PARIS (Reuters) - The French government backs Jean-Pierre Clamadieu, chief executive of Belgian chemical group Solvay (SOLB.BR), to become chairman of gas and power group Engie (ENGIE.PA), a source close to the French finance ministry said on Monday.
The source said Finance Minister Bruno Le Maire had met with Clamadieu on Monday and that the government, which owns 24.1 percent of Engie’s capital, would support Clamadieu if he were to be proposed as chairman at a board meeting on Tuesday.
A second source familiar with the situation said “there was a good chance” Clamadieu, a French national, would be chosen on Tuesday to succeed Gerard Mestrallet, who will retire in May.
Mestrallet built up the global utility through a series of mergers and acquisitions over the past two decades.
An Engie spokesman confirmed that the utility company’s board will meet on Tuesday, but declined comment on a report in French newspaper Le Figaro saying the board was set to propose Clamadieu, 59, for the role.
Clamadieu’s familiarity with Belgium would be a boon to Engie, which owns Belgium’s power market leader Electrabel and operates the country’s two nuclear power plants.
His appointment, however, would be seen as a blow for Engie Chief Executive Isabelle Kocher, who had wanted to combine the CEO and board chair roles after Mestrallet’s departure.
Kocher, who was appointed CEO in May 2016 after CEO and board chairman Mestrallet gave up the CEO role, has led a 15 billion euro (13.33 billion pounds) divestment plan to switch Engie away from fossil fuels and focus on power grids, renewable energy and energy services.
Last month, she said that if a “compatible” new board chairperson were to join her and believed in her strategy, she would be delighted.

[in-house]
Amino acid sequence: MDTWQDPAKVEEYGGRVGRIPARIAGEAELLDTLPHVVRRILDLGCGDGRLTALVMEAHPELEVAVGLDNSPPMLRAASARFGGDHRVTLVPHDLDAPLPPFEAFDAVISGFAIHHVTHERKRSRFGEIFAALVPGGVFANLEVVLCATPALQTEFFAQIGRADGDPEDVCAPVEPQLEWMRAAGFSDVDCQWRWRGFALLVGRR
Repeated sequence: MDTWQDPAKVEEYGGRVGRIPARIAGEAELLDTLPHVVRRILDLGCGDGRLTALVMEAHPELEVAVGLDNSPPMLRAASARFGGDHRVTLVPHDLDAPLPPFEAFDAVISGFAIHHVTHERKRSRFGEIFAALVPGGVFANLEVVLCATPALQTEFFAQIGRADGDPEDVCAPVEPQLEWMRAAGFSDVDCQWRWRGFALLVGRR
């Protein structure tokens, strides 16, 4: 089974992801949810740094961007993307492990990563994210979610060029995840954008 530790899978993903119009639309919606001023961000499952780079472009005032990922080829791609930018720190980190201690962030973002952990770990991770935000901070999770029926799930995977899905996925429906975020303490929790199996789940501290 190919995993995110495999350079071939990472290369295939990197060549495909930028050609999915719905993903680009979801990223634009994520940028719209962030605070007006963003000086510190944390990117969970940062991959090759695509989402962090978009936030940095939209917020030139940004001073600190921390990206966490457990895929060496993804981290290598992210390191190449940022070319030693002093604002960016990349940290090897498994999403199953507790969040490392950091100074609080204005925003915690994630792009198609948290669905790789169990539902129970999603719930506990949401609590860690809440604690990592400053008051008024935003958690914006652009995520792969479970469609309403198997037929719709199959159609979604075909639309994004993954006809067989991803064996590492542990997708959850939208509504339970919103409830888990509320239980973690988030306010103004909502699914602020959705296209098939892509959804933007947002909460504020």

Clamadieu, who became CEO of Solvay in May 2012, is a graduate of one of France’s elite “grandes ecoles” graduate schools. He worked at the French industry ministry in the 1980s before joining chemical firm Rhone-Poulenc.
In 2003, Clamadieu was appointed chief executive of French specialty chemicals group Rhodia, which merged into Solvay in 2011.
Solvay declined to comment on Clamadieu’s possible appointment as Engie chairman. Insiders say that Clamadieu could well remain Solvay CEO if he is appointed Engie chair.
Engie, which changed its name from GDF Suez three years ago, was formed in 2008 from a merger between state-owned Gaz de France and water and waste utility Suez (SEVI.PA) as a defensive move to thwart a bid by Italian utility Enel (ENEI.MI).
With just 7.3 gigawatts (GW) of its 118 GW power generation capacity based in France, Engie is one of the world’s most international utilities, but its debt-fuelled expansion has weighed on it share price.
From a high of more than 44 euros in 2008, Engie stock slid to a low of 10.9 euros in early 2017. It then recovered to 15 euros late last year but slid back below 13 euros in the global market rout of the past two weeks.
It was trading at 12.71 euros, up 0.6 percent, at 1625 GMT on Monday.
Reporting by Benjamin Mallet and Geert De Clercq in Paris and Robert-Jan Bartunek in Brussels; Writing by Geert De Clercq; Editing by Sudip Kar-Gupta and Susan Fenton